Vancocin 500 Mg Powder For Solution For Infusion And Oral Solution

Package leaflet:

Information for the user

Vancocin 500mg and lOOOmg Powder for Solution for Infusion and Oral Solution


The name of your medicine is Vancocin 500mg & 1000mg Powder for Solution for Infusion and Oral Solution, which will be referred to as Vancocin throughout the rest of this document. Read all of this leaflet carefully before you start taking this medicine because it contains important information for you.

■    Keep this leaflet. You may need to read it again.

■    If you have any further questions, ask your doctor or pharmacist.

■    If you get any side effects, talk to your doctor or pharmacist. This includes any possible side effects not listed in this leaflet. See section 4.

What is in this leaflet:

1.    What Vancocin is and what it is used for

2.    What you need to know before you are given Vancocin

3.    How you are given Vancocin

4.    Possible side effects

5.    How to store Vancocin

6.    Contents of the pack and other information

What Vancocin is and what it is used for

Vancocin contains the active ingredient vancomycin hydrochloride, which is an antibiotic. Vancocin powder is made into a solution for infusion or oral solution. Vancocin infusion is used to treat:

■    very serious infections that cannot be treated with other, better tolerated, antibiotics such as penicillins and cephalosporins.

■    severe staphylococcal (a type of bacteria) infections in patients who cannot be given or do not respond to penicillins and cephalosporins, or who have staphylococcal infections that are resistant to other antibiotics.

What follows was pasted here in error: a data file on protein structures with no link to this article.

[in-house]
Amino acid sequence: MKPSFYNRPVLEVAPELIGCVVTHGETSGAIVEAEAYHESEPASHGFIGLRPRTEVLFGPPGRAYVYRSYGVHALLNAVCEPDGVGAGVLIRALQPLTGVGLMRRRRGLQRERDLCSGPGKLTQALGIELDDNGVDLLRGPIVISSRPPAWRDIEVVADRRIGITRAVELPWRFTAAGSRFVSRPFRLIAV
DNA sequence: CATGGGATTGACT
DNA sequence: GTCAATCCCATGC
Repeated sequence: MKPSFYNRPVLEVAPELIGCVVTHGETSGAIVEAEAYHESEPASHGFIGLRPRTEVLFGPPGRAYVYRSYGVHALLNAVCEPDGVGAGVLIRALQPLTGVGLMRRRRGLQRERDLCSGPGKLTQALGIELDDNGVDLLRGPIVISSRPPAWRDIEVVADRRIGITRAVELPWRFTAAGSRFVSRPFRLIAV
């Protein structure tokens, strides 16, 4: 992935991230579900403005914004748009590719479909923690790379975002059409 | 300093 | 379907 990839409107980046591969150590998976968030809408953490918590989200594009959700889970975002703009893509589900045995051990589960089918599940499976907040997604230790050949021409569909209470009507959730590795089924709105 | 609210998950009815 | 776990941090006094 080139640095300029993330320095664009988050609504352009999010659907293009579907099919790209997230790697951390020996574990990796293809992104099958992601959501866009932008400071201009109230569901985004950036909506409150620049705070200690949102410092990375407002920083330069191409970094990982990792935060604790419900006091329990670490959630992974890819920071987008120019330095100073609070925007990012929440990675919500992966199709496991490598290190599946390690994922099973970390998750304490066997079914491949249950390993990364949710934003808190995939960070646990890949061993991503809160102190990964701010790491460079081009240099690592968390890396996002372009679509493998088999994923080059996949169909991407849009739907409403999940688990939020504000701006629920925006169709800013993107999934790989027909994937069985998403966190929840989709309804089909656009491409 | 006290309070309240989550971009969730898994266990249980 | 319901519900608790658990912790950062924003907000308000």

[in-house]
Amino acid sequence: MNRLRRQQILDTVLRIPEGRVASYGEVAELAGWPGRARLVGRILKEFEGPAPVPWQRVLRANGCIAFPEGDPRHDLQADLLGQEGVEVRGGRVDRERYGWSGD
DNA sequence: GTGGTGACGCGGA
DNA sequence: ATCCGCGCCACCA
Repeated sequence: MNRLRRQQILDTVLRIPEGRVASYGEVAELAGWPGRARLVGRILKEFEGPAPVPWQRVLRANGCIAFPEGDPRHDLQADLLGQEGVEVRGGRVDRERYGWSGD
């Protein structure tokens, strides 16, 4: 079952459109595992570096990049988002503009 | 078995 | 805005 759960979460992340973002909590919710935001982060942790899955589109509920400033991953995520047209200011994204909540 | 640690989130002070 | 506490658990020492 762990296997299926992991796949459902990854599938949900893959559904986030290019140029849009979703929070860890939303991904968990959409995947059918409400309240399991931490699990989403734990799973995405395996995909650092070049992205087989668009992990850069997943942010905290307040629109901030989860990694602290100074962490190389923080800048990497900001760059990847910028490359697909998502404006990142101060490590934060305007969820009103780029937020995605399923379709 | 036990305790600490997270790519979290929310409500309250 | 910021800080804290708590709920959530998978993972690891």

■    endocarditis (infection of the inside lining of the heart) and to prevent endocarditis in patients at risk from dental or surgical procedures.

■    other infections caused by the staphylococcal bacteria such as bone infection (osteomyelitis), lung tissue infection (pneumonia), blood poisoning (septicaemia) and skin and muscle (soft tissue) infections

Vancomycin can be given orally for the treatment of two specific bacterial gut infections, namely, staphylococcal enterocolitis and pseudomembranous colitis (caused by Clostridium difficile)

2 What you need to know before you are given Vancocin

Do not take Vancocin:

■    If you are allergic to vancomycin.

An allergic reaction may include rash, itching, difficulty breathing or swelling of the face, lips, throat or tongue.

Warnings and precautions

Talk to your doctor or pharmacist before being given Vancocin if you

■    have an inflammatory disorder of the digestive tract (you may be at risk of side effects, especially if you also have a kidney disorder)

■    have a kidney disorder (you will need to have your blood and kidneys tested during treatment)

■    are elderly (you may need your blood and hearing monitored)

■    have a hearing disorder, especially if you are elderly (you may need hearing tests during treatment)

■    are receiving Vancocin for a long time (you may develop another type of infection)

Other medicines and Vancocin

Tell your doctor or pharmacist if you are taking, have recently taken or might take any other medicines, including medicines obtained without a prescription. This is especially important of the following, as they may interact with your Vancocin:

■    anaesthetics -these may cause redness, flushing, fainting, collapse or even heart attacks. You should, therefore, tell your doctor that you are taking Vancocin if you are going to have an operation.